Today, I’m sharing a few vocabulary activities to use right away in your classroom. Last summer I took a grad class all about vocabulary and comprehension instructional strategies. I remember being thrilled to have so many new ideas. I could not wait to try them ALL out. Then the first week of school rolled around (whirlwind!) and next thing you know it was December.
My students scores on our benchmark assessments were low in two areas. Which two? You guessed it, vocabulary and comprehension. I knew something had to change. What about all my fabulous ideas? Well I don’t know about you but the last thing I want to do in the middle of the school year is pull out a grad textbook. I looked over my notes to refresh my brain about those fantastic strategies I read all about last summer.
I did some leg work and created these easy peasy lemon squeezy vocabulary activity cards to have at my fingertips during my daily guided and shared reading instruction. And now I am here to share a couple of my favorites AND some freebies!
First up is Character match. This is a slight twist on describing a character’s thoughts, feelings and actions but with incorporating vocabulary. Students take the list of vocab words from the story (after they have been introduced to the words and read the text) and organize them based on which part of the character they best fit.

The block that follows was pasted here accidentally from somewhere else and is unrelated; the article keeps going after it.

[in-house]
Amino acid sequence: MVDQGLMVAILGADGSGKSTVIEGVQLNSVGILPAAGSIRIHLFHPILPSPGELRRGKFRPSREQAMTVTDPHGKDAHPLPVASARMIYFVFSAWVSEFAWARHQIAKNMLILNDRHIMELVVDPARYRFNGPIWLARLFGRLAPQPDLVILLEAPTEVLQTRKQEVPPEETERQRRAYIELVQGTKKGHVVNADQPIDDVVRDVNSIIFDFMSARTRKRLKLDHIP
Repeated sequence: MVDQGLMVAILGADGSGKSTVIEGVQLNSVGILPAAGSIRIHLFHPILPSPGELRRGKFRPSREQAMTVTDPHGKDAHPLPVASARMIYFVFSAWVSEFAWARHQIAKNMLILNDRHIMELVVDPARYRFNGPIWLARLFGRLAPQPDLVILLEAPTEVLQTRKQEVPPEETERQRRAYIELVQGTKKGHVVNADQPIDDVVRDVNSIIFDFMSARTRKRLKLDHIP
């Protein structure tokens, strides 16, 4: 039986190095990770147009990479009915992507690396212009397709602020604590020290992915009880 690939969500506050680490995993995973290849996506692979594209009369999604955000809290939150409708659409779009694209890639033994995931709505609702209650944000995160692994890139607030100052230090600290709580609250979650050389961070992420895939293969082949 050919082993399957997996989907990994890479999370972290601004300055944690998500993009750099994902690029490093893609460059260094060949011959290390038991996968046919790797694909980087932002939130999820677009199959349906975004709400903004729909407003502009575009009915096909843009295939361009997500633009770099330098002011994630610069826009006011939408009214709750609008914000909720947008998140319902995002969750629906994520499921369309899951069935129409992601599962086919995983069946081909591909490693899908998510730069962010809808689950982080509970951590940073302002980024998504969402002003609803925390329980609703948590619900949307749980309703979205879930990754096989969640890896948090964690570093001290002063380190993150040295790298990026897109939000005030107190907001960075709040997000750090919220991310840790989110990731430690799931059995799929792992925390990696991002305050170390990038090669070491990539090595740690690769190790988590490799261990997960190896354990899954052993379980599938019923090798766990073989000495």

What I love about this activity is that it can be very subjective. NO RIGHT ANSWERS!! Isn’t that the best? It requires students to use their noggins to support their answers with text evidence!
You can pick up this recording sheet FREE. Just DOWNLOAD the product preview here.
Million Dollar Words
Next is a simple activity to motivate students to actually USE the words they have learned into their writing and academic language.
Whenever a students uses one of those posted vocabulary words (there is an option for 6 or 8 words), the whole class yells says “Cha-ching!” and they get to sign the Million Dollar Word Wall. It can just be a piece of scrap paper hanging below the words or may you have them posted on the whiteboard so they can write with a dry erase marker which we all know is super special.
This gives students an incentive to use the words and we know if they start using them they are more likely to incorporate into their mental vocab bank. AND the rest of the class has to be on top of it by staying mindful of those 6-8 words!
If you are interested in picking up the 20 Vocabulary Activities resource, click here or on the picture below.